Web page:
Romina Spinnickie, Esq. *
New Jersey Tel: 973-200-8933
New York Tel: 212-537-9181
*Licensed to Practice in NJ & NY
For anyone who has sold real estate in New York State, there was a time where your attorney or realtor has advised you to provide a $500 dollar credit to the purchaser in lieu of completing a six page disclosure statement.
The Disclosure Statement is a questionnaire in which the seller is required to disclose all general information as well as structural, electrical, environmental and mechanical conditions of the property. It poses questions to the Seller, such as “Is there asbestos in the structure?” and “Is there lead paint in the structure?”. While these may seem like straightforward questions, the Disclosure Statement includes more specific and hard to answer questions such as: “Are there any know material defects in any of the following structural systems: footings, beams, girders, lintels, columns or partitions?”. For an average seller, questions such as these may be difficult to answer. I mean, really, what is a “lintel”?
Failure to answer these questions properly can result in liability on behalf of the Seller to the Buyer. In the event a Seller answers a question incorrectly and such statement caused the Buyer not to investigate a potential defect or if such defect was unable to be discovered through a regular home inspection, Seller will most likely be liable to the Buyer for such damages.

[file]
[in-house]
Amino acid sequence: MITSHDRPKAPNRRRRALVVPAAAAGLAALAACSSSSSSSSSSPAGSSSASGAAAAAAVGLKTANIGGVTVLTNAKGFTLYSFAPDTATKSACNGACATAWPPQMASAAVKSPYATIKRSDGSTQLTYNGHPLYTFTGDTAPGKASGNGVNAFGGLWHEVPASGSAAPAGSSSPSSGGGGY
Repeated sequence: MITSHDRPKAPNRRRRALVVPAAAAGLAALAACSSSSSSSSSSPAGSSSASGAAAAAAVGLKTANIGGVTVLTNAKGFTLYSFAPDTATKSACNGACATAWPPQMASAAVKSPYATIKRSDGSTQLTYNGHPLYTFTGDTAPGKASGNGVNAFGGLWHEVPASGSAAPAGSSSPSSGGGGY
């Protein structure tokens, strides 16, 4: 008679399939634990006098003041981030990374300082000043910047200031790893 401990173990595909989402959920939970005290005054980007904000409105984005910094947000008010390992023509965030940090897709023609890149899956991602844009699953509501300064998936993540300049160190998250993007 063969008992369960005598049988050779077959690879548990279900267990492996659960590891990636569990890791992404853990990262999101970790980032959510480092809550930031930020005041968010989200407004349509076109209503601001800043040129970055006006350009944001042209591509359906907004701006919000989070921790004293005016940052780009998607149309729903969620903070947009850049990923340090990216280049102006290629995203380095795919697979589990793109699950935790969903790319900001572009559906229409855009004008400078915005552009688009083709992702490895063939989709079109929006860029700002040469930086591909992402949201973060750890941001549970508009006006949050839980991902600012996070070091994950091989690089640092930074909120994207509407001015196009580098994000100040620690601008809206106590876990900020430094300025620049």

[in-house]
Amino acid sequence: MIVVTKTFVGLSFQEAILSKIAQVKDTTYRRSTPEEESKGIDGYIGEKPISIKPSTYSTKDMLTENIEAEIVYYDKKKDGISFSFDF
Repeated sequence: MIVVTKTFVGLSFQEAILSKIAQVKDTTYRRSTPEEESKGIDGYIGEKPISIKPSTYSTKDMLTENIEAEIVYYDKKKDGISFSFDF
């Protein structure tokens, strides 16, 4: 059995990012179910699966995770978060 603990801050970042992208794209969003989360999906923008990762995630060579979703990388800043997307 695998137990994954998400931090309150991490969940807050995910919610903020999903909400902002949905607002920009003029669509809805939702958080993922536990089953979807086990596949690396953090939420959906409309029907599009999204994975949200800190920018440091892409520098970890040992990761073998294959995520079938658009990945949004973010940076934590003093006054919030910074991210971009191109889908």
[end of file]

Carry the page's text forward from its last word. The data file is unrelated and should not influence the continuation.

Given the complexity of some of the questions and the potential liability, most Seller’s attorneys and/or realtors will advise the Seller to provide to the Buyer a credit of $500 to the Buyer at closing in lieu of the completing the daunting statement. This has been derived from the penalty provision which created the property disclosure requirement, N.Y. Real Property Law Section 460-467, also called the Real Property Disclosure Act.
The Act provides that in the event that a Seller fails to complete a Disclosure Statement, the Seller will owe the Buyer $500 as a penalty for failing to provide the completed statement at closing. As the $500 dollar penalty amount when compared to the potential liability is low, most Sellers will opt to pay it and not complete a disclosure statement.
What should be kept in mind is that despite the payment of the $500 to the Buyer, the Seller remains liable for disclosure requirements that have been established by case law. Modifying the caveat emptor (“Buyer Beware”) doctrine in New York, the Courts have established avenues for liability, including but not limited to instituting liability to a Seller for such things as proactively concealing or hiding known defects or for failing to disclose defects that could not be reasonably ascertained from a home inspection.